Unsecured Credentials

Adversaries may search compromised systems to find and obtain insecurely stored credentials. These credentials can be stored and/or misplaced in many locations on a system, including plaintext files (e.g. Bash History), operating system or application-specific repositories (e.g. Credentials in Registry), or other specialized files/artifacts (e.g. Private Keys).

ID: T1552
Tactic: Credential Access
Platforms: AWS, Azure, Azure AD, GCP, Linux, Office 365, SaaS, Windows, macOS
Permissions Required: Administrator, SYSTEM, User
Data Sources: AWS CloudTrail logs, Authentication logs, Azure activity logs, File monitoring, Process command-line parameters, Process monitoring, Windows Registry, Windows event logs
Version: 1.1
Created: 04 February 2020
Last Modified: 15 October 2020

Procedure Examples

Name Description
Astaroth

Astaroth uses an external software known as NetPass to recover passwords. [1]

Mitigations

Mitigation Description
Active Directory Configuration

Remove vulnerable Group Policy Preferences.[2]

Audit

Preemptively search for files containing passwords or other credentials and take actions to reduce the exposure risk when found.

Encrypt Sensitive Information

When possible, store keys on separate cryptographic hardware instead of on the local system.

Filter Network Traffic

Limit access to the Instance Metadata API using a host-based firewall such as iptables. A properly configured Web Application Firewall (WAF) may help prevent external adversaries from exploiting Server-side Request Forgery (SSRF) attacks that allow access to the Cloud Instance Metadata API.[3]

Operating System Configuration

There are multiple methods of preventing a user's command history from being flushed to their .bash_history file, including use of the following commands:set +o history and set -o history to start logging again;unset HISTFILE being added to a user's .bash_rc file; andln -s /dev/null ~/.bash_history to write commands to /dev/nullinstead.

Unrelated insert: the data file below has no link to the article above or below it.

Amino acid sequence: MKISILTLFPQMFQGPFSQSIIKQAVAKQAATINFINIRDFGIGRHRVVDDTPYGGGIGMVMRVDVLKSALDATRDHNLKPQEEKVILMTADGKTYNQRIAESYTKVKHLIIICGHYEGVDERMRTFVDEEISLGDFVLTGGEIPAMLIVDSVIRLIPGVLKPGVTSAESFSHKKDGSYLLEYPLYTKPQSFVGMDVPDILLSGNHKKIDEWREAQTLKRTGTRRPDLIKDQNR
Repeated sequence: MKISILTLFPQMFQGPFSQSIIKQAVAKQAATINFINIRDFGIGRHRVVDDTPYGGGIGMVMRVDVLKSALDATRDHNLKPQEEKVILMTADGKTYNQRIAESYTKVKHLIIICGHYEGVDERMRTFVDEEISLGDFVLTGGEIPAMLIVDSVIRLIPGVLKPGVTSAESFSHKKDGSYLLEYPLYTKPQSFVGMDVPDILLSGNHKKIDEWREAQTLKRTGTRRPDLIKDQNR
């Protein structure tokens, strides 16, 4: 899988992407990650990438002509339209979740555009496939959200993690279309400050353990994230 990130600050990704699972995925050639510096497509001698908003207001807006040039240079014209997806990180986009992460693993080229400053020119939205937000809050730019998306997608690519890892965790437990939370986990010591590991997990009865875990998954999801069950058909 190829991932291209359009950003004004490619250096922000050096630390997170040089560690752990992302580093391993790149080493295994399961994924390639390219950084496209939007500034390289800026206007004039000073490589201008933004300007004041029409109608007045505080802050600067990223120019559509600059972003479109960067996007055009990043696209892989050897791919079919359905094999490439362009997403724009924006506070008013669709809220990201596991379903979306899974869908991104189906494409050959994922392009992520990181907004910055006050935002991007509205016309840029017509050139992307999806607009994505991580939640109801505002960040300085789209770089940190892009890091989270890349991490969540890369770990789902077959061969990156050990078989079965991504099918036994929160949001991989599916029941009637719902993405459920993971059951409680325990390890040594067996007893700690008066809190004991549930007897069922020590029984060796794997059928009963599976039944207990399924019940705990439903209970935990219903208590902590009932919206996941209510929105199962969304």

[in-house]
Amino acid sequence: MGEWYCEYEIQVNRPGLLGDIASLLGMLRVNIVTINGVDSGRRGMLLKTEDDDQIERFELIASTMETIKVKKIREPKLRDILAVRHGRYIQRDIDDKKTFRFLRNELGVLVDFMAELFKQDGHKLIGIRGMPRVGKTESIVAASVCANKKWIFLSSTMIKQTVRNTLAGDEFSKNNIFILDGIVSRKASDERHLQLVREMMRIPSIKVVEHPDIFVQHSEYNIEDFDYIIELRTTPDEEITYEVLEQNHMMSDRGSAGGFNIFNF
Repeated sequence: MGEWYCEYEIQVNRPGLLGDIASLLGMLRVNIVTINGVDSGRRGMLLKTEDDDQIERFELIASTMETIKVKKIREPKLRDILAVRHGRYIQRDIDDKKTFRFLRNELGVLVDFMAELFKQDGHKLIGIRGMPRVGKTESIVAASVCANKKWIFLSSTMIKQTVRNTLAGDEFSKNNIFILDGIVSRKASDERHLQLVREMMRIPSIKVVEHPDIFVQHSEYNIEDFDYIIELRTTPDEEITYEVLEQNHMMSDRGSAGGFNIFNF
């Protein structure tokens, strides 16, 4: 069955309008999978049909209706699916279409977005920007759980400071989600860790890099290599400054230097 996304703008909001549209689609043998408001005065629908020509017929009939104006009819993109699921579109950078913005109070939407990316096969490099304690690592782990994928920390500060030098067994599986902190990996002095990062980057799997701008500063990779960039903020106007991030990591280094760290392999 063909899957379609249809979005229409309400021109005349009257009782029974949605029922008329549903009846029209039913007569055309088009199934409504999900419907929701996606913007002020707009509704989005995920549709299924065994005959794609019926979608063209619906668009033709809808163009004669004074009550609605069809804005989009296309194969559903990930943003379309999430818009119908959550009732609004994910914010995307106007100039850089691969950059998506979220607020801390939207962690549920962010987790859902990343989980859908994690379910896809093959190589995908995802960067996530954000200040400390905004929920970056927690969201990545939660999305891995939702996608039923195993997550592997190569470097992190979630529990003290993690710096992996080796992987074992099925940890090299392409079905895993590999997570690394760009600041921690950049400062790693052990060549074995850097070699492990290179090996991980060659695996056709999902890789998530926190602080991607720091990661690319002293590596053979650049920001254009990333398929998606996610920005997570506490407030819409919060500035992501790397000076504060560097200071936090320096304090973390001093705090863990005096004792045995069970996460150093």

Password Policies

Use strong passphrases for private keys to make cracking difficult. Do not store credentials within the Registry. Establish an organizational policy that prohibits password storage in files.

Privileged Account Management

If it is necessary that software must store credentials in the Registry, then ensure the associated accounts have limited permissions so they cannot be abused if obtained by an adversary.

Restrict File and Directory Permissions

Restrict file shares to specific directories with access only to necessary users.

Update Software

Apply patch KB2962486 which prevents credentials from being stored in GPPs.[4][5]

User Training

Ensure that developers and system administrators are aware of the risk associated with having plaintext passwords in software configuration files that may be left on endpoint systems or servers.

Detection

While detecting adversaries accessing credentials may be difficult without knowing they exist in the environment, it may be possible to detect adversary use of credentials they have obtained. Monitor the command-line arguments of executing processes for suspicious words or regular expressions that may indicate searching for a password (for example: password, pwd, login, secure, or credentials). See Valid Accounts for more information.

Monitor for suspicious file access activity, specifically indications that a process is reading multiple files in a short amount of time and/or using command-line arguments indicative of searching for credential material (ex: regex patterns). These may be indicators of automated/scripted credential access behavior.

Monitoring when the user's .bash_history is read can help alert to suspicious activity. While users do typically rely on their history of commands, they often access this history through other utilities like "history" instead of commands like cat ~/.bash_history.

Additionally, monitor processes for applications that can be used to query the Registry, such as Reg, and collect command parameters that may indicate credentials are being searched. Correlate activity with related suspicious behavior that may indicate an active intrusion to reduce false positives.

References